Monday, June 27, 2022

WebApp for Singapore Weather forecasts rewritten using Flutter

I thought the old Singapore Weather Nowcast WebApp at this site https://dominoc925-pages.appspot.com/webapp/weather_sg/default.html written using the AngularJS framework and Bootstrap was a good candidate for a Flutter app. So I rolled up the sleeves and rewrote it using Flutter. Now it has Material design and this is how it looks and works.

4 day outlooks

For the Flutter version, I included additional data from the National Environment Agency (NEA)'s 4 day outlooks with temperature, wind and humidity values.


2 hour nowcasts

The 2 hour weather nowcast is now displayed in a responsive 2 pane display.


On small screens, a tab bar will appear displaying the nowcast list and map on separate tabs. 

 

24 hour forecasts

The new 24 hour forecasts are separated by 3 tabs as shown in the screenshot below. Clicking each tab will show the forecast for that time period. And like the 2 hour nowcast display, the 24 hour forecasts display is also responsive to screen sizes.

To try out the new Flutter WebApp, visit this web site: https://dominoc925-pages.appspot.com/webapp/weather_sg/default.html.


Monday, May 16, 2022

Convert Geoids from BYN to GTX format with this WebApp

This WebApp came about because I wanted to use some Geoid files for some vertical datum corrections with Proj (which uses .gtx format) but could only find Geoid files in Natural Resources Canada's .byn format.

  1. To convert Geoid BYN files to GTX, open up a browser to the following url: https://dominoc925-pages.appspot.com/webapp/byn2gtx/index.html.


    The WebApp is loaded.





     
  2. Click the Add File button.

    The File Upload dialog appears.




  3. Browse and select a .byn file e.g. EGM96.byn. Click Open.


    The Geoid file is displayed in a list and the Convert button is enabled.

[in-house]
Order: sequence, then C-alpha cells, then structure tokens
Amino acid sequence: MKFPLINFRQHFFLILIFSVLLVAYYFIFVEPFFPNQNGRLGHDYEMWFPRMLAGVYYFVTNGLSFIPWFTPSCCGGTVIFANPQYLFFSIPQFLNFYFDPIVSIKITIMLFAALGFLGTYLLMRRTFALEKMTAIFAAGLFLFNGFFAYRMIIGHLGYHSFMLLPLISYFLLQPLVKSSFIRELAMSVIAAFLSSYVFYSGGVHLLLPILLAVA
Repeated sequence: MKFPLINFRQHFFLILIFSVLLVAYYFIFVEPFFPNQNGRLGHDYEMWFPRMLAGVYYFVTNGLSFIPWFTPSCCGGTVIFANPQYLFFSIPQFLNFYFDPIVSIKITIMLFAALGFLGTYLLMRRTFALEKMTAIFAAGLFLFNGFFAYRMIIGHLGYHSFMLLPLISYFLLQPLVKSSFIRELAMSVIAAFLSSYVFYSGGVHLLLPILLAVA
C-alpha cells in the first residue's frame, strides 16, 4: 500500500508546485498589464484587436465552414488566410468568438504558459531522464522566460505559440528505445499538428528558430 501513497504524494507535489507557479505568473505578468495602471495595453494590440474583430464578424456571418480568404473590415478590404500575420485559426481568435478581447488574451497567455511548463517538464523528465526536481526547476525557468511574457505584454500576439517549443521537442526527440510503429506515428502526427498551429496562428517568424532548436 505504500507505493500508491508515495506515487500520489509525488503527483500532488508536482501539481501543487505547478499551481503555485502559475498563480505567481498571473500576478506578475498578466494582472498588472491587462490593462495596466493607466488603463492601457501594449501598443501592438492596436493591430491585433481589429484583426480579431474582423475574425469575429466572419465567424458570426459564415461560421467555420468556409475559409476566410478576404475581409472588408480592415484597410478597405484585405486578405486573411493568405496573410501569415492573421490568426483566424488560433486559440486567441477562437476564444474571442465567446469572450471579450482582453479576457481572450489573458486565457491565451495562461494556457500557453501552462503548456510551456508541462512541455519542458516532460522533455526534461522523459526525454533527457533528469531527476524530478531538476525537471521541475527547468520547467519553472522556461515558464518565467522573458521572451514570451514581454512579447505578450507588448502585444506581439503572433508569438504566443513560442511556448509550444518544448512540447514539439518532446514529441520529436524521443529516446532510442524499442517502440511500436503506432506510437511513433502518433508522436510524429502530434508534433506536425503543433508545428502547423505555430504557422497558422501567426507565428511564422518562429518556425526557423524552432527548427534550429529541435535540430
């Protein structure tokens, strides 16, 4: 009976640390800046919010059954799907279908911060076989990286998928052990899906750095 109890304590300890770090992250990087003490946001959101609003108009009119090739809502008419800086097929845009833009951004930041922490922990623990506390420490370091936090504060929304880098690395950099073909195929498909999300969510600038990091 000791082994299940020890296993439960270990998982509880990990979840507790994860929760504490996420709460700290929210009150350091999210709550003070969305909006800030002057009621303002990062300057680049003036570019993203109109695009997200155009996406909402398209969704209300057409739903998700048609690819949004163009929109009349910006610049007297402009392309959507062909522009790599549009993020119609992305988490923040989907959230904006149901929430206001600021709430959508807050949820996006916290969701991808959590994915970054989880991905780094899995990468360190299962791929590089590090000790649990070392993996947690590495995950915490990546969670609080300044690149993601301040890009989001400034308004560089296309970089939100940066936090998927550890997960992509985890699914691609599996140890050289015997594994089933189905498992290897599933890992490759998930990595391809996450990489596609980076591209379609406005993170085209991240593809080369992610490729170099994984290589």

Note: the Geoid .byn is loaded locally to the browser and not transferred to some server on the Internet.



  4. Click the Convert button.

    The Geoid file is converted into .gtx format and the Process log and Save As icons are enabled.



  5. Optional. To view the process log, click the Show Process Log icon.

    The process log messages are displayed.



  6. To save the converted .gtx Geoid locally, click the Save Converted File icon.

    The Geoid file is saved.


  7. Optional. If necessary, you can use a GIS software like QGIS to display the converted .gtx file, as shown below.


     

Monday, May 2, 2022

Time Converter App for time conversion in the browser developed with Flutter

I recently learned Flutter (https://flutter.dev/) - a cross platform SDK for building native Android, IOS, Windows, Linux, Web, and MacOS applications with a single code base. For practice, I built a simple application - a Time Converter App for converting time values from various formats to other formats. The formats include GPS time, Julian date, Unix epoch, and UTC date time.

Using the Time Converter App

  1. To use the application, open up a browser and go to https://dominoc925-pages.appspot.com/webapp/timeconverterapp/.

    The app page is loaded.


  2. In the Convert from drop down field, select the source time format e.g. gps.


     

  3. In the to format drop down field, select the destination time format e.g.  utc.

  4. In the entry fields, click the clock icon to use the current system time values. Or type in the values e.g. 2207 as shown below.




  5. Click the blue Convert button.

    If the input values are valid, then the converted time value will be shown in the Output field.


Monday, March 28, 2022

Workaround for gphoto2 with certain Sony camera models problem on system restart

For some Sony camera models e.g. the Sony Alpha-A7R III, gphoto2 will not be able to connect and/or trigger an image capture after a Linux computer system restart with the camera powered on. This issue is described in more detail at the gphoto2 github repository https://github.com/gphoto/gphoto2/issues/279 but it is currently unresolved.